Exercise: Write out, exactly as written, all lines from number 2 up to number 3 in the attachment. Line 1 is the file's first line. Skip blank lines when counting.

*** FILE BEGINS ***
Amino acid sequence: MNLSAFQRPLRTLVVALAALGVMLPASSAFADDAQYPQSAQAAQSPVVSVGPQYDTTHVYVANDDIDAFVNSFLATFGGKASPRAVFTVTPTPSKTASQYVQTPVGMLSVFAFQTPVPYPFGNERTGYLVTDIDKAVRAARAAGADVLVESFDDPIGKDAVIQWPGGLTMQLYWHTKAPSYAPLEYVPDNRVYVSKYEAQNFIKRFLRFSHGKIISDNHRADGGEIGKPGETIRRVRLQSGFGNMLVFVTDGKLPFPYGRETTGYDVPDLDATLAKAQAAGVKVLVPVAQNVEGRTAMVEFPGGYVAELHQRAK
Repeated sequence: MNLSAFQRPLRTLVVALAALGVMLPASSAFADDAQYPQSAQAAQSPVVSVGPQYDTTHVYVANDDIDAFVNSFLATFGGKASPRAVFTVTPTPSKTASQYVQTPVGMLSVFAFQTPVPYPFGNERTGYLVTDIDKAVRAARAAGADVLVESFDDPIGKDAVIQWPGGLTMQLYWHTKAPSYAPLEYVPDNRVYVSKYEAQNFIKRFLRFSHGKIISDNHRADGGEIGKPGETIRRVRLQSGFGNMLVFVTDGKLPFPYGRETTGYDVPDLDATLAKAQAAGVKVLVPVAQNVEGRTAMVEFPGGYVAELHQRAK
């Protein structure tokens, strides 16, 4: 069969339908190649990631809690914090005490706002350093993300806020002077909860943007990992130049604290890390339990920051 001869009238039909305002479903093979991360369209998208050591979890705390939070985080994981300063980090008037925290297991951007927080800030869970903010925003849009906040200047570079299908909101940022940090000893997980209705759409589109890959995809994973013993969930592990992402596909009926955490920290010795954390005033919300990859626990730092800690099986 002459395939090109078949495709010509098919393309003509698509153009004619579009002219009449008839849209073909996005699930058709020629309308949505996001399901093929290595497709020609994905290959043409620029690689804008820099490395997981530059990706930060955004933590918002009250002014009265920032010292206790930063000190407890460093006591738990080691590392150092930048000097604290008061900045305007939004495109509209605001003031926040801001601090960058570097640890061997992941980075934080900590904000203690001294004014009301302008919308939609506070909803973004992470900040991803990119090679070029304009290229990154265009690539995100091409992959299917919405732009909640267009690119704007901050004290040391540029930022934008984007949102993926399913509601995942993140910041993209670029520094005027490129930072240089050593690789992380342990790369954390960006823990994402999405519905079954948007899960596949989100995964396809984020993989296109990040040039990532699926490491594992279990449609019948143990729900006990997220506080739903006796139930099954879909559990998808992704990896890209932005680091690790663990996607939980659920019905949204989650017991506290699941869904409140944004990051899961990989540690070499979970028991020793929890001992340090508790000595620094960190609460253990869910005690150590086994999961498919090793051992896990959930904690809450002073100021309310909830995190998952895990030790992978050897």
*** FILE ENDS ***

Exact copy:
Repeated sequence: MNLSAFQRPLRTLVVALAALGVMLPASSAFADDAQYPQSAQAAQSPVVSVGPQYDTTHVYVANDDIDAFVNSFLATFGGKASPRAVFTVTPTPSKTASQYVQTPVGMLSVFAFQTPVPYPFGNERTGYLVTDIDKAVRAARAAGADVLVESFDDPIGKDAVIQWPGGLTMQLYWHTKAPSYAPLEYVPDNRVYVSKYEAQNFIKRFLRFSHGKIISDNHRADGGEIGKPGETIRRVRLQSGFGNMLVFVTDGKLPFPYGRETTGYDVPDLDATLAKAQAAGVKVLVPVAQNVEGRTAMVEFPGGYVAELHQRAK
């Protein structure tokens, strides 16, 4: 069969339908190649990631809690914090005490706002350093993300806020002077909860943007990992130049604290890390339990920051 001869009238039909305002479903093979991360369209998208050591979890705390939070985080994981300063980090008037925290297991951007927080800030869970903010925003849009906040200047570079299908909101940022940090000893997980209705759409589109890959995809994973013993969930592990992402596909009926955490920290010795954390005033919300990859626990730092800690099986 002459395939090109078949495709010509098919393309003509698509153009004619579009002219009449008839849209073909996005699930058709020629309308949505996001399901093929290595497709020609994905290959043409620029690689804008820099490395997981530059990706930060955004933590918002009250002014009265920032010292206790930063000190407890460093006591738990080691590392150092930048000097604290008061900045305007939004495109509209605001003031926040801001601090960058570097640890061997992941980075934080900590904000203690001294004014009301302008919308939609506070909803973004992470900040991803990119090679070029304009290229990154265009690539995100091409992959299917919405732009909640267009690119704007901050004290040391540029930022934008984007949102993926399913509601995942993140910041993209670029520094005027490129930072240089050593690789992380342990790369954390960006823990994402999405519905079954948007899960596949989100995964396809984020993989296109990040040039990532699926490491594992279990449609019948143990729900006990997220506080739903006796139930099954879909559990998808992704990896890209932005680091690790663990996607939980659920019905949204989650017991506290699941869904409140944004990051899961990989540690070499979970028991020793929890001992340090508790000595620094960190609460253990869910005690150590086994999961498919090793051992896990959930904690809450002073100021309310909830995190998952895990030790992978050897």